Or, consider other cards for 50,000 or more miles or points that transfer into United miles with additional flexibility for your everyday spending.
$750 for air / hotel / car bookings. Or transfer points to United, Southwest, Hyatt, and more.
No annual fee.
Bloomberg reports that JetBlue is shopping around its credit card business, which for years has been with American Express.
That means it’s possible a new bank will start offering a JetBlue card that earns TrueBlue points, and either Amex will be dropped, or it will continue doing so as an alternative to the new bank.
If a new bank steps in, this could be another opportunity for you to earn a bonus by signing up for a new JetBlue card.
Of course it’s impossible to know what the terms of a new card could be, or whether it will be a better or worse deal for ongoing spending.
How does the current card stack up?
The existing JetBlue card is pretty basic.
The sign on bonus is 20,000 points, and the card earns one point per dollar on regular purchases, plus an extra point on JetBlue purchases with a low $40 annual fee.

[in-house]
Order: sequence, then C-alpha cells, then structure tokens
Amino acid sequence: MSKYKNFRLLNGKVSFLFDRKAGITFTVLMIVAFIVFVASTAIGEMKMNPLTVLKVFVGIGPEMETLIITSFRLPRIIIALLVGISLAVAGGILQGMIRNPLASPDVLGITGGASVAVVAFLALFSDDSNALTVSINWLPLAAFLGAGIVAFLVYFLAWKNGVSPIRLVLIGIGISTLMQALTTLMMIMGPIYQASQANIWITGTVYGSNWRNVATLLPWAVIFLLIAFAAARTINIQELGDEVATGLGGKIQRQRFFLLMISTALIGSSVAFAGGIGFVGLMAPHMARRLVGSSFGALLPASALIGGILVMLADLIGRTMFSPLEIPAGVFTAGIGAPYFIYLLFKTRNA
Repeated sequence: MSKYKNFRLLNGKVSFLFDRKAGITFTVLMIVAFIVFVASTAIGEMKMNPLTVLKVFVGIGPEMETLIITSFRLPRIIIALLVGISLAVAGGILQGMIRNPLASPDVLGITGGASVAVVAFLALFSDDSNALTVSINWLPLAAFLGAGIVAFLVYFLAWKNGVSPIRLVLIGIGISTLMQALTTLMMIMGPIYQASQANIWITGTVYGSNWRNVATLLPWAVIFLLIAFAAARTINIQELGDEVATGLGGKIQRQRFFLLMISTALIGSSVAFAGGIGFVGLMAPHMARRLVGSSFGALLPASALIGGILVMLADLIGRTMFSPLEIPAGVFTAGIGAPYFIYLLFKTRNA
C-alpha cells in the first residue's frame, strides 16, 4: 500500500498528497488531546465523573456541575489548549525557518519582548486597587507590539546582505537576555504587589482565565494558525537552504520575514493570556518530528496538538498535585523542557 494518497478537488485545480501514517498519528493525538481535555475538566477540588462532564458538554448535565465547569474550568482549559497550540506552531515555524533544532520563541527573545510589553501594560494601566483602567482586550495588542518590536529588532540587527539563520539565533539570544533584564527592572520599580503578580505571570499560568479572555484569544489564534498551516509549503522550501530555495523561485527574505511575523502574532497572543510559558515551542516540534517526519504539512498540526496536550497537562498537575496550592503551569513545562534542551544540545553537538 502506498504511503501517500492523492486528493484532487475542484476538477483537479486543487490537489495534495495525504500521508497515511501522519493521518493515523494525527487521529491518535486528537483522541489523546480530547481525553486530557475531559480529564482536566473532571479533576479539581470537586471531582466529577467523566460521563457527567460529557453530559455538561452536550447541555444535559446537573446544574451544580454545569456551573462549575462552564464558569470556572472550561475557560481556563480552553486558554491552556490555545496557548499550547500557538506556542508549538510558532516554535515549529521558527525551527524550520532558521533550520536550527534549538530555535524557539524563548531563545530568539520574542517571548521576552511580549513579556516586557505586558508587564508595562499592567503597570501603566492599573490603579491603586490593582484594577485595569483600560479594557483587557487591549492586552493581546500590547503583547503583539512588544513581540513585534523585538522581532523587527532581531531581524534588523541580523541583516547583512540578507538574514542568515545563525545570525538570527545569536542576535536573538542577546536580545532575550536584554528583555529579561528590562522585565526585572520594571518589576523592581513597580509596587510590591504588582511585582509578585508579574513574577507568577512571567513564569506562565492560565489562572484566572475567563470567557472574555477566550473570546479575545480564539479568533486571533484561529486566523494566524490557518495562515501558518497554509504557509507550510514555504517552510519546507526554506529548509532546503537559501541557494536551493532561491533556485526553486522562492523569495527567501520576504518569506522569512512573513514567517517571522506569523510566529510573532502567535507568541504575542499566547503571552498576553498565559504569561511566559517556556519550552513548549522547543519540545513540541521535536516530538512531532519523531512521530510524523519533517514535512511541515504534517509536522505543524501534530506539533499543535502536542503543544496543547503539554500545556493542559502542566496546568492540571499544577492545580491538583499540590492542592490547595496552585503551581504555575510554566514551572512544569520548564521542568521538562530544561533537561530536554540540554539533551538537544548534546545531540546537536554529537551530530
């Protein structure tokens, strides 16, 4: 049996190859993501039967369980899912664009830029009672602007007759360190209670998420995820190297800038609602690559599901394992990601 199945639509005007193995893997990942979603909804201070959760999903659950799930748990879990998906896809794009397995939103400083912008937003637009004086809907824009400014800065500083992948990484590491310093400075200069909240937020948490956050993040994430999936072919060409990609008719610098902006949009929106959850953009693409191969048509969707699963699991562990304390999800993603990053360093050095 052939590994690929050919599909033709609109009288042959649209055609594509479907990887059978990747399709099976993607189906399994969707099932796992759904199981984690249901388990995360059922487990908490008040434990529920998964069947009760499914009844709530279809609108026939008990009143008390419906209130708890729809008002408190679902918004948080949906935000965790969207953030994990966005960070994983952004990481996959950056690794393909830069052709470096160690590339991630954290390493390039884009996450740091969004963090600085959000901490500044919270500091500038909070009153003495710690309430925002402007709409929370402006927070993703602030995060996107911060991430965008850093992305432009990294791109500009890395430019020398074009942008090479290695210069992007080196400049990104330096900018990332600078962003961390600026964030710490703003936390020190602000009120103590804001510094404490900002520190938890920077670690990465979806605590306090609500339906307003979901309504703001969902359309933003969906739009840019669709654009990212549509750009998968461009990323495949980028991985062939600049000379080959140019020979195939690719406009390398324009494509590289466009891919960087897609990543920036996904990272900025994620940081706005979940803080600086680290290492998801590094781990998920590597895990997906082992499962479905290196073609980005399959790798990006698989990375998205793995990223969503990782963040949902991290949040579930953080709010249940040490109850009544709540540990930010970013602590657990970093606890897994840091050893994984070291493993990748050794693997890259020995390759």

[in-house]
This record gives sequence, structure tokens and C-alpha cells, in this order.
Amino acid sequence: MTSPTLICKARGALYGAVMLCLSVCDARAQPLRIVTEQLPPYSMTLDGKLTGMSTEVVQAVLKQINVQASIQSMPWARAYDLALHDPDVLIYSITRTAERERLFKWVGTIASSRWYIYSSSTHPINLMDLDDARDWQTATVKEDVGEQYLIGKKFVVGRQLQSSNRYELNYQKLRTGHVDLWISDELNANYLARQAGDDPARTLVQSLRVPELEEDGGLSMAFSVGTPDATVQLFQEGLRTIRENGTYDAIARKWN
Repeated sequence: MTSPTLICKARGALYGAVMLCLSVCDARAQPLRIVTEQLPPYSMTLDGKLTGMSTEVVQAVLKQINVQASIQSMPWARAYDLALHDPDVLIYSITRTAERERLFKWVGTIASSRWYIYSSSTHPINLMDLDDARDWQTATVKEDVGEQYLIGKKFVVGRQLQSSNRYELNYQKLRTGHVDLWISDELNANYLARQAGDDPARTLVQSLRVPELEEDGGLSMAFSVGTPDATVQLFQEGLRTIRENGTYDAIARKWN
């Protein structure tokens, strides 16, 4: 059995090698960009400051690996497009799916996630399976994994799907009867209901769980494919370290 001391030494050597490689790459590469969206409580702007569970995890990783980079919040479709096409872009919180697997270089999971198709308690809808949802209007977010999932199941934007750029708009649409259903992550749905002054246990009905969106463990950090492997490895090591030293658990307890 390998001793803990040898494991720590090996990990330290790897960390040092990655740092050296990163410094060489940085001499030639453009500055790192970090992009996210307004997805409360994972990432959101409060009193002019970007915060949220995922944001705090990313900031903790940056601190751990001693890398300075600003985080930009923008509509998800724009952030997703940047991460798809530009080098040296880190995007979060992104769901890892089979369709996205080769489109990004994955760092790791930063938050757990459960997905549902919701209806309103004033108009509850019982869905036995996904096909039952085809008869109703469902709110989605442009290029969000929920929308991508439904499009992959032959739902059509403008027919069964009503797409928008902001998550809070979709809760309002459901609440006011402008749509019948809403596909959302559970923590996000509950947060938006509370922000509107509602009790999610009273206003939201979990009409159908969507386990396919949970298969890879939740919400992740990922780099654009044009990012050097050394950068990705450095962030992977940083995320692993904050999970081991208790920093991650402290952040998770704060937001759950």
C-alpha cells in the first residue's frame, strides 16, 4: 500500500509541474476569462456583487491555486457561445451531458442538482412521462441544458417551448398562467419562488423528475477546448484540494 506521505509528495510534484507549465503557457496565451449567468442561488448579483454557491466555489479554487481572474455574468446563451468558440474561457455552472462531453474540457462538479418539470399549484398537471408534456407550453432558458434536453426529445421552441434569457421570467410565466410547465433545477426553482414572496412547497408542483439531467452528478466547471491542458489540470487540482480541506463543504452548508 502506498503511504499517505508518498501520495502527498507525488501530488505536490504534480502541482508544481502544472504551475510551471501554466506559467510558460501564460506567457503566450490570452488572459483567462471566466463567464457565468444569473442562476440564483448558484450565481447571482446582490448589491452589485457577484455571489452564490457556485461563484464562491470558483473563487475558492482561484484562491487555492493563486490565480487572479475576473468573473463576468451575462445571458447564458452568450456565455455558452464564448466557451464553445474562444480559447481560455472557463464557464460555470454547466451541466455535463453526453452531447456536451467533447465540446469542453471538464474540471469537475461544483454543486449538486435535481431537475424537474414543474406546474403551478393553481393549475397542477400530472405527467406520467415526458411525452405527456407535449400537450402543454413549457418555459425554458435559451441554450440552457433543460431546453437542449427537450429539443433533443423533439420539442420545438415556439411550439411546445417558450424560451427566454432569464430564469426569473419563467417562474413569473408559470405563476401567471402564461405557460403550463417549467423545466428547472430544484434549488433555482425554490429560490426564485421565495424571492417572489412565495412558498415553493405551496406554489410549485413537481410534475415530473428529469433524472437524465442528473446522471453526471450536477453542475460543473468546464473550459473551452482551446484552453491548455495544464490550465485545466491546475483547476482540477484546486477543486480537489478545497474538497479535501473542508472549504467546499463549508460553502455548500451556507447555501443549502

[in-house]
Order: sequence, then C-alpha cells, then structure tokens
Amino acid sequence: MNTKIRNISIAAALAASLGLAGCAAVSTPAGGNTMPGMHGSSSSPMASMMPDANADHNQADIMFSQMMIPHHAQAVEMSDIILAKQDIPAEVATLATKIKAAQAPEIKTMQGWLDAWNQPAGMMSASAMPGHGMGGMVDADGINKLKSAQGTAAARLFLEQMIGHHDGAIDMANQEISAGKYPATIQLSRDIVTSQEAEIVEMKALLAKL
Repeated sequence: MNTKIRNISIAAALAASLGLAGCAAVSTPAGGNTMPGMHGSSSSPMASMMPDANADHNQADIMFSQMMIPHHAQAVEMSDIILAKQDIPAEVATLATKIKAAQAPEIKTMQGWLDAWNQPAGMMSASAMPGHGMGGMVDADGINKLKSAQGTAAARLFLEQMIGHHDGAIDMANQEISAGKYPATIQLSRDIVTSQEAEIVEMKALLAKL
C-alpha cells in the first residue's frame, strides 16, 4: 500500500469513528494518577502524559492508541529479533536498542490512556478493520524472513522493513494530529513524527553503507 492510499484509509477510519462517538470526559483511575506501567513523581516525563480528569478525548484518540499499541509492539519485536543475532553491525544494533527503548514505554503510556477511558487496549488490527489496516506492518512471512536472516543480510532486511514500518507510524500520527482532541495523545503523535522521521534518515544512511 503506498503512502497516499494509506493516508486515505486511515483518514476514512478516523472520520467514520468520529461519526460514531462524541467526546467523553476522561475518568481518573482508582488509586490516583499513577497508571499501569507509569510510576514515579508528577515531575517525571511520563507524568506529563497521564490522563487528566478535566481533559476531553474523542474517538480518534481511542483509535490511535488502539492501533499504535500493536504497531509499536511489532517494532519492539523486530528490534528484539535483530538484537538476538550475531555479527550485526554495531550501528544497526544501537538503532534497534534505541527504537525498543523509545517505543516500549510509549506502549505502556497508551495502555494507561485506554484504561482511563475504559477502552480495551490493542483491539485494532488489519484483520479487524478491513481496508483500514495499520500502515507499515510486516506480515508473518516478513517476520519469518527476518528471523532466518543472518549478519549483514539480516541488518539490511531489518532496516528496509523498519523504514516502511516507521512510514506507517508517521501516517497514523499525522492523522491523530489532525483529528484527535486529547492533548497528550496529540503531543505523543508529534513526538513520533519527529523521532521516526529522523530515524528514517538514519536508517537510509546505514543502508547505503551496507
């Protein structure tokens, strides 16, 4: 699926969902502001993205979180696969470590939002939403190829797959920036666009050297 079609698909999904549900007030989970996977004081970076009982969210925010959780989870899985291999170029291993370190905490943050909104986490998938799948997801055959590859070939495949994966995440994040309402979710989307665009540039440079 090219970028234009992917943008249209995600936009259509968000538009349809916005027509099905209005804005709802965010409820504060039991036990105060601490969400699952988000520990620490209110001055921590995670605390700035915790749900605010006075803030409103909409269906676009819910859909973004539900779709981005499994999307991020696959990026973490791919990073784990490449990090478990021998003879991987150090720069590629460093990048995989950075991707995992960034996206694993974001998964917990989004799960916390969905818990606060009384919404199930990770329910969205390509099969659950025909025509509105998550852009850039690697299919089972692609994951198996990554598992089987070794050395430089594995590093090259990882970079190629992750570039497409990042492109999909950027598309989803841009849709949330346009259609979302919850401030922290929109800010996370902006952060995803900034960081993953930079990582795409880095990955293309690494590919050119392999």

JetBlue points are generally worth between 1 and 2 cents each, so that bonus could be worth about $300 or so in JetBlue fares.
For example, you can book a $599 seat from New York to Los Angeles in its ‘Mint’ business class for 34,900 points, about 1.7 cents per point in value.
What is the downside?
If Amex ends its JetBlue relationship it’s possible the Membership Rewards transfer option could end with it.
That would be a loss for travelers, even with the dilution when you transfer (every 250 Membership Rewards points become just 200 JetBlue points).
And JetBlue could be in the process of realigning its reward program altogether.
But if you want to gamble on the prospect of two JetBlue signup bonuses, you might want to consider a JetBlue Amex before any switch.
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